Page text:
13. Glad you’ve landed for a breather. Lots on national news about the beautiful desert flowers. Ranger from Anza Borrego says many of the flowers may be from seeds laying there for a decade and the drought breaking rains caused them to sprout. Beautiful.😊
    Huga to you bot

    • Trying to read with one eye as other eye had cataract surgery early this morning. Sorry for typos

      • rvsueandcrew says:

        I’m glad your surgery is over, Virginia. Coincidentally I was talking with a person this morning who had cataract surgery on both eyes. He says his vision is better than when he was six years old and had to wear glasses all the time. I appreciate you writing a comment …

    • rvsueandcrew says:

      Hi, Pickett,

      There are great hikes that loop out of the campground and go to views of white volcanic rock, and through canyons and all sorts of interesting formations. One part of the hike — I think it’s six miles total — the trail goes up a rock face. Hand and foot holds have been installed. Of course, that’s not something I’d do with Reggie and not when the snakes are becoming active and probably not under the best conditions! 🙂

  14. Renee Galligher - Idaho says:

    Neat! I loved the recordings. I’ve heard coyotes and wolves in the wild, but not the Cactus Wren. Thanks for taking the time to include the links.

  15. Pat from Mich. says:

    I remember going to my Aunts place near Lancaster. You’d go around a curve and all of a sudden, the entire hill would be covered by California poppies. Beautiful!

  16. Lee J in Northern California says:

    I had to share! When I played the coyote howl my male Silky terrier Arlo went on full alert and started growling….we have coyotes here and apparently they earn an alert!
    I don’t think it is desolate at all, the photos remind me of my hometown in Carlsbad New Mexico….born here, spent 13 years in Carlsbad then back to where I was born here in California….
    Thanks for the visit to the desert!

    • rvsueandcrew says:

      You’re welcome, Lee J.

      With a hometown of Carlsbad, you would be less likely to think of the desert as desolate as folks used to the Northeast, for example. The desert reveals her beauty to anyone willing to take the time to appreciate it.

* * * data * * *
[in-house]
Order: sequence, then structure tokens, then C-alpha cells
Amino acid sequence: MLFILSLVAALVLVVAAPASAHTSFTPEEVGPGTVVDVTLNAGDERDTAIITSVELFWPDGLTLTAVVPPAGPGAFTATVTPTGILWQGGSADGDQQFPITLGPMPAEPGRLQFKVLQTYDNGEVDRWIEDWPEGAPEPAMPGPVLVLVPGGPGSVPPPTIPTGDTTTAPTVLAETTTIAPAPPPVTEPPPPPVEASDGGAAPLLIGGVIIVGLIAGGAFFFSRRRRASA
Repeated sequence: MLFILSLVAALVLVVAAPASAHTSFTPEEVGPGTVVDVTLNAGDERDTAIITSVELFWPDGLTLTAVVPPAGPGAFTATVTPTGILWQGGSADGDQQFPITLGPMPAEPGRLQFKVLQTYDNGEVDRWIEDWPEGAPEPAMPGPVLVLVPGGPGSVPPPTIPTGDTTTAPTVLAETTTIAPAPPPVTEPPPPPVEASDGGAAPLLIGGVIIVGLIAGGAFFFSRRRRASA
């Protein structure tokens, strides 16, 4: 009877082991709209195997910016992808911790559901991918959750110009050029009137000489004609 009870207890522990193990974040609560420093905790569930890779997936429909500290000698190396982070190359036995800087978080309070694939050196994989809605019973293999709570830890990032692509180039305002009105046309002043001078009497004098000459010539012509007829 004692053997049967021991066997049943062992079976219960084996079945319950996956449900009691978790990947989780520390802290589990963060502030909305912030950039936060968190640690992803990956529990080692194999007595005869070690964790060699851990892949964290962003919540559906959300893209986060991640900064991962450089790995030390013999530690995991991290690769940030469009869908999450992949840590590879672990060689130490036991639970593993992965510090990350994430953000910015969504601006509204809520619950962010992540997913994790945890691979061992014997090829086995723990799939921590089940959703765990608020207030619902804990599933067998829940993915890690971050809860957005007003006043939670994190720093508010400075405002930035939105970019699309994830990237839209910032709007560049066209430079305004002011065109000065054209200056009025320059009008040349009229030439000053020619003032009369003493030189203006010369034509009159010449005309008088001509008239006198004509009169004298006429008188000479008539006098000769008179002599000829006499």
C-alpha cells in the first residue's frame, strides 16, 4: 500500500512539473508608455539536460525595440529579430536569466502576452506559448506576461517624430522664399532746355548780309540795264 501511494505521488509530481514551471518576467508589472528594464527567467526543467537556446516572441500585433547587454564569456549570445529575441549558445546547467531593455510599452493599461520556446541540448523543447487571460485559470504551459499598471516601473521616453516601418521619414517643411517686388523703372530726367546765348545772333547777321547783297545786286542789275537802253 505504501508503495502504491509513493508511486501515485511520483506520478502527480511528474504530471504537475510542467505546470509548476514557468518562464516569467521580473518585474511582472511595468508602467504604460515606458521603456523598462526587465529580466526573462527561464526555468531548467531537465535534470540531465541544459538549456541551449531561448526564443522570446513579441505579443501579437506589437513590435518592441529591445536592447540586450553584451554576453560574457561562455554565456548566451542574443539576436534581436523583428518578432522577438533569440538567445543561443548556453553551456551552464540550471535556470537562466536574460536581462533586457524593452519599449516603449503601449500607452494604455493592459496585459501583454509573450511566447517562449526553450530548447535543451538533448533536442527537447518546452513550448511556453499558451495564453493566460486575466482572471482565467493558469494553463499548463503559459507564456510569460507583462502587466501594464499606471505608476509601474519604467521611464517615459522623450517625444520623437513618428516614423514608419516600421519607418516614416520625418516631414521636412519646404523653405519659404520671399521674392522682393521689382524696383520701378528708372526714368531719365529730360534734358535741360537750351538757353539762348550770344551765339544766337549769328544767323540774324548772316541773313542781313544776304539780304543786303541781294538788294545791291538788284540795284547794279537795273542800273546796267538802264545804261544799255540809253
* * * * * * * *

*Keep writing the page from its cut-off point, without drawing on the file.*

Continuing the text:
Poor Arlo has to be alert to coyotes all the time, even in the house! 🙂

    • Stephanie Albany OR says:

      Same with my dog. Growled and stared at iPad with skepticism. Then ran to glass storm door to see where those varmints were. I was surprised that the wrens sound differently in each state. Sorta’ like a regional accent. The sounds with the pics were a 360 experience. Thanks.

    • Melissa in TX says:

      Hi Lee,
      I just had to comment on this as I’m originally from Carlsbad, NM myself. No longer living there either, by it is fun to see a comment from someone else who lived there too. 🙂

      And, I love your blog, Sue. I’m a frequent reader, although not a commenter. I’ve read here and there over the years and have enjoyed coming back to read over the past several months.

      • rvsueandcrew says:

        Hi, Melissa,

        Great seeing you here! I’m glad you mentioned that you’re “not a commenter” because I might have confused you with another blogorino, Mel in TX.

        Even after six years of blogging I still get a thrill when someone says they love my blog. Thank you. I hope you continue to enjoy it!

  17. Ann M says:

    What a great idea to post a link to the sounds that you hear! And that cactus wren does sound just like a car trying to start! Thanks, RV Sue! Enjoy your mini vacation within a vacation. Ann M– Virginia

    • rvsueandcrew says:

      You’re welcome, Ann. You know, now I’m going to think of a car starting when the cactus wren calls. 🙂

  18. Great photos and nice sounds of the critters, glad you and Reggie found a great camp,,, stay safe and give Reggieman a huge hug from us, okay,,, Rusty n’ Piper

  19. Pat Hall, Sizzling Tucson says:

    Great pics and post!!!!!

    I’m in sizzling Tucson for a week….lol. I already miss the open desert, but have things that have to be done here. Next weekend New Mexico!!!!

    Enjoy your wonderful site.

    • rvsueandcrew says:

      We’re in a heat wave. Even so, I wouldn’t be surprised if we have one more blast of cold before the heat settles in for summer.

  20. Nancy1340 says:

    $3.79??? Holy crap!

  21. ApplegirlNY says:

    I think your new camp looks beautiful and interesting. Enjoy your short stay. Hugs to Reggie.

    Hopefully we’re done digging out. 2ft of snow yesterday. The sun and beaches of Florida seem like a distant memory, and it was only last week.

    • rvsueandcrew says:

      Hi, Applegirl… Welcome home! It may not seem like it right now, but spring will come to NY! 🙂

  22. Karen LeMoine says: